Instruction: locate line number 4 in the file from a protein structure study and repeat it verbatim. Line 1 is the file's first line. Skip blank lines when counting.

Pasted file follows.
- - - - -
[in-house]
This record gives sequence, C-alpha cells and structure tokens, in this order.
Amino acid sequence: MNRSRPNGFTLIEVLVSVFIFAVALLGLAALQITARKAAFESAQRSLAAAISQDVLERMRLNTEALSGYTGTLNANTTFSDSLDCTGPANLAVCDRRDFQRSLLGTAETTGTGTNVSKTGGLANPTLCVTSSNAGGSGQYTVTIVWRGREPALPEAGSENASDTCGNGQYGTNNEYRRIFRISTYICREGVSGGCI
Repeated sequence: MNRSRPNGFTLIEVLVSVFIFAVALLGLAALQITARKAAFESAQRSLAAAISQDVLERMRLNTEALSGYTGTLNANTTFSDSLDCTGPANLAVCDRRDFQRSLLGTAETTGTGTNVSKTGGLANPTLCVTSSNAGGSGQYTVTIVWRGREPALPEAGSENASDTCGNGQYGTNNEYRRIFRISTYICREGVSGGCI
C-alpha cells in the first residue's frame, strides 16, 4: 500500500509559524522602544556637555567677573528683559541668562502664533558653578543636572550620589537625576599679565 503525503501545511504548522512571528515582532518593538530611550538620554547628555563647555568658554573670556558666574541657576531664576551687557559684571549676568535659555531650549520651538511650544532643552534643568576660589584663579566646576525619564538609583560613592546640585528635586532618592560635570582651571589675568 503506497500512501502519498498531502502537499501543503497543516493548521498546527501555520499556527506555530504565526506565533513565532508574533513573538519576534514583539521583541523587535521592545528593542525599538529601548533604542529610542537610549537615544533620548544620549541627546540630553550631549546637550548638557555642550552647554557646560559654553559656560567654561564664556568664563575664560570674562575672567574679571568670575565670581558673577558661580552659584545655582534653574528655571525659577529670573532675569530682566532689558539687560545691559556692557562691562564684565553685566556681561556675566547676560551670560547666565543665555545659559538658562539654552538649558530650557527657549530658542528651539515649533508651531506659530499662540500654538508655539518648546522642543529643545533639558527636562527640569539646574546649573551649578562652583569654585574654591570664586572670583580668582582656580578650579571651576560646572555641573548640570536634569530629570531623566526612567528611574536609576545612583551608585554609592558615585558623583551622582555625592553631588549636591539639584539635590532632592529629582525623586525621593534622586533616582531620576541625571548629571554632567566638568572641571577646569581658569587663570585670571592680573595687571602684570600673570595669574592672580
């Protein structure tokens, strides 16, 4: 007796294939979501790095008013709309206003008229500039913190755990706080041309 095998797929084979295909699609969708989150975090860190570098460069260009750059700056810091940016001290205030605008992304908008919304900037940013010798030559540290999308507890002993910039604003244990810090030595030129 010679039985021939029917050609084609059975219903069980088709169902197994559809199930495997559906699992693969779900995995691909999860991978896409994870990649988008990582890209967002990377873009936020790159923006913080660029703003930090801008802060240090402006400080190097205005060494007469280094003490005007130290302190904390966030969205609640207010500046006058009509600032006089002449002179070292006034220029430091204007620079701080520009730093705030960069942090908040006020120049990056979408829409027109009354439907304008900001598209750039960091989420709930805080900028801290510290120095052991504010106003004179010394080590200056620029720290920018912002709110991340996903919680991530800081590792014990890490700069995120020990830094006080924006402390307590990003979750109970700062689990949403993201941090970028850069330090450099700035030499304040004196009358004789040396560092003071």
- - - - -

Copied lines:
Repeated sequence: MNRSRPNGFTLIEVLVSVFIFAVALLGLAALQITARKAAFESAQRSLAAAISQDVLERMRLNTEALSGYTGTLNANTTFSDSLDCTGPANLAVCDRRDFQRSLLGTAETTGTGTNVSKTGGLANPTLCVTSSNAGGSGQYTVTIVWRGREPALPEAGSENASDTCGNGQYGTNNEYRRIFRISTYICREGVSGGCI